Balloons are made of natural rubber latex, which is tapped from the rubber tree Hevea Brasiliensis.

The rubber trees produce a milky sap, which is then turned into latex – a one hundred percent natural substance that should never be confused with plastic. The trees are 'tapped' in a similar manner to the extraction of maple syrup – a process which has no harmful impact on the tree's health.

Since rubber trees are grown in plantations rather than their natural rainforest habitat, they help the world's ecosystem. This is because of the amount of carbon sequestration from the environment the trees provide. The rubber production industry is recognised as a 'green industry', which is not surprising when you consider that in just one year, the 16 million trees the worldwide balloon industry requires take up over 363 million kilograms of CO2 gases from the Earth's atmosphere.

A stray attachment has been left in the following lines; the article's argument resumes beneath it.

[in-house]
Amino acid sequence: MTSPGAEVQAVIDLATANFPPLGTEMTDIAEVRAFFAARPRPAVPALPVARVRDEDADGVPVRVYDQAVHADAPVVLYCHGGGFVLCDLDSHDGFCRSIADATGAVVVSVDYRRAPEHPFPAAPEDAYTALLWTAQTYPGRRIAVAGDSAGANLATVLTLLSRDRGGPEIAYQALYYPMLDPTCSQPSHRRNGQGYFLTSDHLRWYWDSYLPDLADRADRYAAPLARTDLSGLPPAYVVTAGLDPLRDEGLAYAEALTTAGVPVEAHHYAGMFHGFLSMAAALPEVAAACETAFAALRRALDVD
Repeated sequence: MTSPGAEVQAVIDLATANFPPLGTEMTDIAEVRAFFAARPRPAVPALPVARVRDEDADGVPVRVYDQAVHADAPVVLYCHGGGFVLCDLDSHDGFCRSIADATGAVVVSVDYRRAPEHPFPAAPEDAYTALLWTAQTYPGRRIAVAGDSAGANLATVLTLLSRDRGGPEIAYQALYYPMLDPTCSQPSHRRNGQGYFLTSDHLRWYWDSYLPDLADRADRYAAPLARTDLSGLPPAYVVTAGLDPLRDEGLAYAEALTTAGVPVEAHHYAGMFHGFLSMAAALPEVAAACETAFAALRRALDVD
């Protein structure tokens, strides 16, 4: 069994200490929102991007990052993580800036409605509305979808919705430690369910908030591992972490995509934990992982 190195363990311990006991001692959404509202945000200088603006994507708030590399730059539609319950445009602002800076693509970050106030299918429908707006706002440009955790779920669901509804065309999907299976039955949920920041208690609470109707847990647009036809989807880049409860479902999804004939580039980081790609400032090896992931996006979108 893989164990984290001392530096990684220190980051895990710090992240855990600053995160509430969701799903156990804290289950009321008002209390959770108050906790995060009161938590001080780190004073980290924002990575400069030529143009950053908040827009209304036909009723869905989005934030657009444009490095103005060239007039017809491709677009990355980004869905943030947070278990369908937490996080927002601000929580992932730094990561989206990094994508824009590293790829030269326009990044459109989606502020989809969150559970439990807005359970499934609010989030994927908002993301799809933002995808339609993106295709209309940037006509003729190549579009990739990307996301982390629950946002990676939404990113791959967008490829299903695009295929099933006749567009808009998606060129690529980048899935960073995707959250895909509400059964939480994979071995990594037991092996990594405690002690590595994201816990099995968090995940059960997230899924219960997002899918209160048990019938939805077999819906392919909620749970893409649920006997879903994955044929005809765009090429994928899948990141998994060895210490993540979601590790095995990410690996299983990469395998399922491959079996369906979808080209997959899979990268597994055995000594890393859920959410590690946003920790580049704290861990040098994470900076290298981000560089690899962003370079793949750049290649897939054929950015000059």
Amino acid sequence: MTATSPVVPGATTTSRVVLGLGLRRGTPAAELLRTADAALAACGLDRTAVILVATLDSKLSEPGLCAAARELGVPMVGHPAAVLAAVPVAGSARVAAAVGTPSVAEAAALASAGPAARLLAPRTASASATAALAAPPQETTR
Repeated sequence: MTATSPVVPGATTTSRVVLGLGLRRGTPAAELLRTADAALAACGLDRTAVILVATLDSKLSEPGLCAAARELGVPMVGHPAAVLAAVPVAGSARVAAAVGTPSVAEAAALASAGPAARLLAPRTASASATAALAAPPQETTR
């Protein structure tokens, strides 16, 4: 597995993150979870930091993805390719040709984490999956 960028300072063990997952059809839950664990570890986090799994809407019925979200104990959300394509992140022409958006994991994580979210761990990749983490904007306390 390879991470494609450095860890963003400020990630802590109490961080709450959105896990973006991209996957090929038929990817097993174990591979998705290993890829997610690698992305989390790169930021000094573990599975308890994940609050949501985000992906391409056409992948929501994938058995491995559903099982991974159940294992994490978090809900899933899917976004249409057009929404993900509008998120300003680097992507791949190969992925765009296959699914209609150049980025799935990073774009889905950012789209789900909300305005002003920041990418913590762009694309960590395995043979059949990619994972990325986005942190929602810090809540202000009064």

In addition, rubber trees are one of the major forms of vegetation in tropical rainforests and as such, are helping to maintain the Earth's ecological balance. Instead of deforesting land in order to raise cattle, people are able to make a better living harvesting latex.

Latex Dipping
Latex Tapping

Most balloons are classed as toys which come with a very high level of regulation. There are many aspects to manufacturing balloons. Our manufacturers are some of the largest in the world and provide products with the highest standards of compliance.

Since latex balloons are the most popular types

The balloon market is worth over €540m in Europe alone and employs between 5000 - 6500 people. Russia and Turkey would add another €130m to that revenue channel. The industry also contributes approximately €126 - €143 in government revenues in VAT alone.

Did you know: From a survey of over 7000 people, 84% of consumers are discarding their balloons correctly along with household waste, likewise, do not release balloons into the atmosphere.